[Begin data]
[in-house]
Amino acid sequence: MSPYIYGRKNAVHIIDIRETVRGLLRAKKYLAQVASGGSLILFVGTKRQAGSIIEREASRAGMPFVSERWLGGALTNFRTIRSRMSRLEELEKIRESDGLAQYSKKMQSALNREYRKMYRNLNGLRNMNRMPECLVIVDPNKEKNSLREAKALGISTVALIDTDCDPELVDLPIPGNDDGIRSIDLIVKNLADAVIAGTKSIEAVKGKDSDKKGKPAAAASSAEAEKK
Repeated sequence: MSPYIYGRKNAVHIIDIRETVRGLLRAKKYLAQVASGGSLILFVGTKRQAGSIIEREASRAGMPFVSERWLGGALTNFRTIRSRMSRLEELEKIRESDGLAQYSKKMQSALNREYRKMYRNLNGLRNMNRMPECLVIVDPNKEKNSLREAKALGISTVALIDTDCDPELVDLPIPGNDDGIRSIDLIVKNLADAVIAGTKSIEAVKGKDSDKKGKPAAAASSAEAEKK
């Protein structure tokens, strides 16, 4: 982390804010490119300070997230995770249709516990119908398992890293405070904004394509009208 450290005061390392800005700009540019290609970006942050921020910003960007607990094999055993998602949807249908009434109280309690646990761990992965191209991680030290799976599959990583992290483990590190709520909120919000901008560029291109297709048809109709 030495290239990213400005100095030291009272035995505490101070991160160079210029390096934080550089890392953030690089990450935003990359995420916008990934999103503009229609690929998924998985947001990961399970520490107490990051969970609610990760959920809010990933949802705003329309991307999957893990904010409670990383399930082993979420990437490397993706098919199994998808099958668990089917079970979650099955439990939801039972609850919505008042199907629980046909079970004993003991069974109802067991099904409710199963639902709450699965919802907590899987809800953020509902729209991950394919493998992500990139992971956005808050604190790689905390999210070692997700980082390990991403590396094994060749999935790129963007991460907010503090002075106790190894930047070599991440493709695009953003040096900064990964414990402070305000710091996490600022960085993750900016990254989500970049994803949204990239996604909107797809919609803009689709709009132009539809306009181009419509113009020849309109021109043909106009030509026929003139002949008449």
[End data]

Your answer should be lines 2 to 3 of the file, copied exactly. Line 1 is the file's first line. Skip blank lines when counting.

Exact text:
Amino acid sequence: MSPYIYGRKNAVHIIDIRETVRGLLRAKKYLAQVASGGSLILFVGTKRQAGSIIEREASRAGMPFVSERWLGGALTNFRTIRSRMSRLEELEKIRESDGLAQYSKKMQSALNREYRKMYRNLNGLRNMNRMPECLVIVDPNKEKNSLREAKALGISTVALIDTDCDPELVDLPIPGNDDGIRSIDLIVKNLADAVIAGTKSIEAVKGKDSDKKGKPAAAASSAEAEKK
Repeated sequence: MSPYIYGRKNAVHIIDIRETVRGLLRAKKYLAQVASGGSLILFVGTKRQAGSIIEREASRAGMPFVSERWLGGALTNFRTIRSRMSRLEELEKIRESDGLAQYSKKMQSALNREYRKMYRNLNGLRNMNRMPECLVIVDPNKEKNSLREAKALGISTVALIDTDCDPELVDLPIPGNDDGIRSIDLIVKNLADAVIAGTKSIEAVKGKDSDKKGKPAAAASSAEAEKK